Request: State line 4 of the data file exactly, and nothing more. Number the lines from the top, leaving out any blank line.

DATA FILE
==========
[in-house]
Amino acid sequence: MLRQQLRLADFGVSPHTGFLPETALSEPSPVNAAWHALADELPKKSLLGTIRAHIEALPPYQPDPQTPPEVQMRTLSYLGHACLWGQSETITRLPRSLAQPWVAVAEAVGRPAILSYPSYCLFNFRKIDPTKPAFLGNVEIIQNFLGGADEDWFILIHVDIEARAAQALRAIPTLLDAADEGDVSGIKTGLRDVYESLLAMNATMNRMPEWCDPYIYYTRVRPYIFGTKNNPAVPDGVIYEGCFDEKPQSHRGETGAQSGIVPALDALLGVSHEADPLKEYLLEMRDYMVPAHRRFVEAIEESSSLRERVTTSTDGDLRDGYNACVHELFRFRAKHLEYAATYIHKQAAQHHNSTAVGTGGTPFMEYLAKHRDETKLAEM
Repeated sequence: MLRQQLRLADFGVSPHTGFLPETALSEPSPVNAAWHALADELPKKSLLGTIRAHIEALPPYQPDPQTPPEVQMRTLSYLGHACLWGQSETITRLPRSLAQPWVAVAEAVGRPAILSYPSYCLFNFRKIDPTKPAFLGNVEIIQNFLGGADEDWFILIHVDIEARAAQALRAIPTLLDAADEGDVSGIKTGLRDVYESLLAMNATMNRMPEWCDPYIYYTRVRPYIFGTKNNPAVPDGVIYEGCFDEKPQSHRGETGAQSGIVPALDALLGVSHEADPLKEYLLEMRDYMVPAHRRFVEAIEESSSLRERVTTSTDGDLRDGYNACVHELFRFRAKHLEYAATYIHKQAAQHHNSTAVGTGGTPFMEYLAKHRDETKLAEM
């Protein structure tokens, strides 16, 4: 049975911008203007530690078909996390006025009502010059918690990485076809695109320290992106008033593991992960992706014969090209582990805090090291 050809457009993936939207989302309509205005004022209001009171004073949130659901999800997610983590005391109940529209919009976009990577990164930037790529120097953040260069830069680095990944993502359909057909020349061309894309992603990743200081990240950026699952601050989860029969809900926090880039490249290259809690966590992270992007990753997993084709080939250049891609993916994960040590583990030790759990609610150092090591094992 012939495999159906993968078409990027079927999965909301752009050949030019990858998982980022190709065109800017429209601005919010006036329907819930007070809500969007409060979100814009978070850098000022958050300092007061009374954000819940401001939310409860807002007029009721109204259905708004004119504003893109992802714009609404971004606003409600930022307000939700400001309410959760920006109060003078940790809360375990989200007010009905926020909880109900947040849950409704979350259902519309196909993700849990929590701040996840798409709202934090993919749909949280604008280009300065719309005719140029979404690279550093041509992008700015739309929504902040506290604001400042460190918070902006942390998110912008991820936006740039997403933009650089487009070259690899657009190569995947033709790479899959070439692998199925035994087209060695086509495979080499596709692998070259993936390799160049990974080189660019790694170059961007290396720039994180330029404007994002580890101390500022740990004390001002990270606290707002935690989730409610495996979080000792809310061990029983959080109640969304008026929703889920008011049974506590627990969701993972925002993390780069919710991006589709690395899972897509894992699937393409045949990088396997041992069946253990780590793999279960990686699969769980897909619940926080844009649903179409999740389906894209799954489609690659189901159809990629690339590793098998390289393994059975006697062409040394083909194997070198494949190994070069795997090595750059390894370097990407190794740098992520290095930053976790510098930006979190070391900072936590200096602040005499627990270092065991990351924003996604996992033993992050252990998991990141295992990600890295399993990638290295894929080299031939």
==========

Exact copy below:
């Protein structure tokens, strides 16, 4: 049975911008203007530690078909996390006025009502010059918690990485076809695109320290992106008033593991992960992706014969090209582990805090090291 050809457009993936939207989302309509205005004022209001009171004073949130659901999800997610983590005391109940529209919009976009990577990164930037790529120097953040260069830069680095990944993502359909057909020349061309894309992603990743200081990240950026699952601050989860029969809900926090880039490249290259809690966590992270992007990753997993084709080939250049891609993916994960040590583990030790759990609610150092090591094992 012939495999159906993968078409990027079927999965909301752009050949030019990858998982980022190709065109800017429209601005919010006036329907819930007070809500969007409060979100814009978070850098000022958050300092007061009374954000819940401001939310409860807002007029009721109204259905708004004119504003893109992802714009609404971004606003409600930022307000939700400001309410959760920006109060003078940790809360375990989200007010009905926020909880109900947040849950409704979350259902519309196909993700849990929590701040996840798409709202934090993919749909949280604008280009300065719309005719140029979404690279550093041509992008700015739309929504902040506290604001400042460190918070902006942390998110912008991820936006740039997403933009650089487009070259690899657009190569995947033709790479899959070439692998199925035994087209060695086509495979080499596709692998070259993936390799160049990974080189660019790694170059961007290396720039994180330029404007994002580890101390500022740990004390001002990270606290707002935690989730409610495996979080000792809310061990029983959080109640969304008026929703889920008011049974506590627990969701993972925002993390780069919710991006589709690395899972897509894992699937393409045949990088396997041992069946253990780590793999279960990686699969769980897909619940926080844009649903179409999740389906894209799954489609690659189901159809990629690339590793098998390289393994059975006697062409040394083909194997070198494949190994070069795997090595750059390894370097990407190794740098992520290095930053976790510098930006979190070391900072936590200096602040005499627990270092065991990351924003996604996992033993992050252990998991990141295992990600890295399993990638290295894929080299031939």